ber·​yl | \ ˈber-əl How to pronounce beryl (audio) , ˈbe-rəl \

Definition of beryl

: a mineral consisting of a silicate of beryllium and aluminum of great hardness that occurs in colorless hexagonal prisms when pure and in various colors (such as green, blue, yellow, or pink) when not pure, that is valued as a source of gems, and that is the principal source of beryllium

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Several varieties of the mineral beryl are valued as gemstones: aquamarine (pale blue-green); emerald (deep green); heliodor (golden yellow); and morganite (pink). Beryl consists of a silicate of beryllium and aluminum of great hardness, and is a commercial source of beryllium. Before 1925 beryl was used only as a gemstone, but since then many important uses have been found for beryllium (in nuclear reactors, space vehicles, and X-ray tubes). No large deposits have been found, and most production is a by-product of the mining of feldspar and mica. Brazil is a major producer; others producers include Zimbabwe, South Africa, Namibia, and the USA.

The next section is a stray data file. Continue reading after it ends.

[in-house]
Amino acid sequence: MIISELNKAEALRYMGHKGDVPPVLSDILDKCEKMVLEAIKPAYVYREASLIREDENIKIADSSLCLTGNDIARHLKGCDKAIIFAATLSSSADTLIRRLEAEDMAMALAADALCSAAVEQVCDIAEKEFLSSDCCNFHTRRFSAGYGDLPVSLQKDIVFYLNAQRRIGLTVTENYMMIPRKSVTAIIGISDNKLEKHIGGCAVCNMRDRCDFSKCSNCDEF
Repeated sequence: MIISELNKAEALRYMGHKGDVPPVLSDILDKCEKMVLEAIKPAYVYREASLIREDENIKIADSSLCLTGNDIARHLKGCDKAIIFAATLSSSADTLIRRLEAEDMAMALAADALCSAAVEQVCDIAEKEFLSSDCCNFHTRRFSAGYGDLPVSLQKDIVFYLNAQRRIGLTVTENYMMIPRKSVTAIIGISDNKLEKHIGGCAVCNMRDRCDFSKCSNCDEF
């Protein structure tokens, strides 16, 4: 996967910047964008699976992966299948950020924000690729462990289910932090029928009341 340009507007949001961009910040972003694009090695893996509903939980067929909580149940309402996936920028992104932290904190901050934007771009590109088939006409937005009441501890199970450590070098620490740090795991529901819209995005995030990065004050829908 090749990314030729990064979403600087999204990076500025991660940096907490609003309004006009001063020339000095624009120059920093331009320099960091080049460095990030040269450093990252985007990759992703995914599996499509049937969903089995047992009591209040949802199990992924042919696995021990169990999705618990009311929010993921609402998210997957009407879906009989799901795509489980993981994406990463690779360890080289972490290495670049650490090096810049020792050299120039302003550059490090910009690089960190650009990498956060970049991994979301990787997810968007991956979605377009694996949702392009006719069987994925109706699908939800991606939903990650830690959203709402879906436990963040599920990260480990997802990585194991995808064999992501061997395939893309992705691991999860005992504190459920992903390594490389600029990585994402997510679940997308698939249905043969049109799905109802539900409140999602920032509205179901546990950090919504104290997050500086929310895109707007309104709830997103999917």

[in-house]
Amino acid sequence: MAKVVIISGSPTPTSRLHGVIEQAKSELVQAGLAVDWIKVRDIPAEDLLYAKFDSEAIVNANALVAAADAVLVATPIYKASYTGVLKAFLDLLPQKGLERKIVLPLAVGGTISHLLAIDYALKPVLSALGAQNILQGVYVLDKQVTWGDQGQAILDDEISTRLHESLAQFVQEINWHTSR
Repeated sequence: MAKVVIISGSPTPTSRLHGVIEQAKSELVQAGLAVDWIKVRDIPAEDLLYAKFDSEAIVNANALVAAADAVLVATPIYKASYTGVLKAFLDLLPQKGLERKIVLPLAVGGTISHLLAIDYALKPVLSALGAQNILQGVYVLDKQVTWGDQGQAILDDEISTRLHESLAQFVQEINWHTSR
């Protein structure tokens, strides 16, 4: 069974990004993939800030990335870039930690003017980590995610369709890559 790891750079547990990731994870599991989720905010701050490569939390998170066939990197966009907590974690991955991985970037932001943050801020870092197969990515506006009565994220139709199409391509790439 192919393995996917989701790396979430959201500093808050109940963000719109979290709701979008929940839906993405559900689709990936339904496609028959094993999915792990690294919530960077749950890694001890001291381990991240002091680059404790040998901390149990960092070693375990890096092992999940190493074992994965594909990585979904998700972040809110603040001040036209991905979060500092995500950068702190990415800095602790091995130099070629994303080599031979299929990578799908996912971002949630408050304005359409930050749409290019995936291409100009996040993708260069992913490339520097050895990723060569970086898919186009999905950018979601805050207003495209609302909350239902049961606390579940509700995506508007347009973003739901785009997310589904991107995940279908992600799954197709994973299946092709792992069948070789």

Examples of beryl in a Sentence

Recent Examples on the Web Pom Pom earrings of intriguingly pale green beryl surrounded by light sapphires. Stellene Volandes, Town & Country, 14 Mar. 2019 Among the new creations is the Hopi hummingbird ring in diamonds and yellow sapphires with emerald eyes and a large beryl. Vogue, 26 Jan. 2018

These example sentences are selected automatically from various online news sources to reflect current usage of the word 'beryl.' Views expressed in the examples do not represent the opinion of Merriam-Webster or its editors. Send us feedback.

First Known Use of beryl

13th century, in the meaning defined above

History and Etymology for beryl

Middle English beril, berille "beryl, a kind of crystal," borrowed from Anglo-French beril, borrowed from Latin bēryllus, borrowed from Greek bḗryllos, back-formation from bērýllion "beryl," borrowed from Prakrit veruḷiya, metathesized form of Pali veḷuriya , perhaps from Vēḷur, Vēḷūr (modern Belur) town in Karnataka, southern India

Note: For the Indo-Aryan etymology, see Alfred Master, "Indo-Aryan and Dravidian," Bulletin of the School of Oriental and African Studies, vol. 11, no. 2 (1944), pp. 304-07.

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The first known use of beryl was in the 13th century

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Cite this Entry

“Beryl.” Dictionary, Merriam-Webster, Accessed 23 Jun. 2021.

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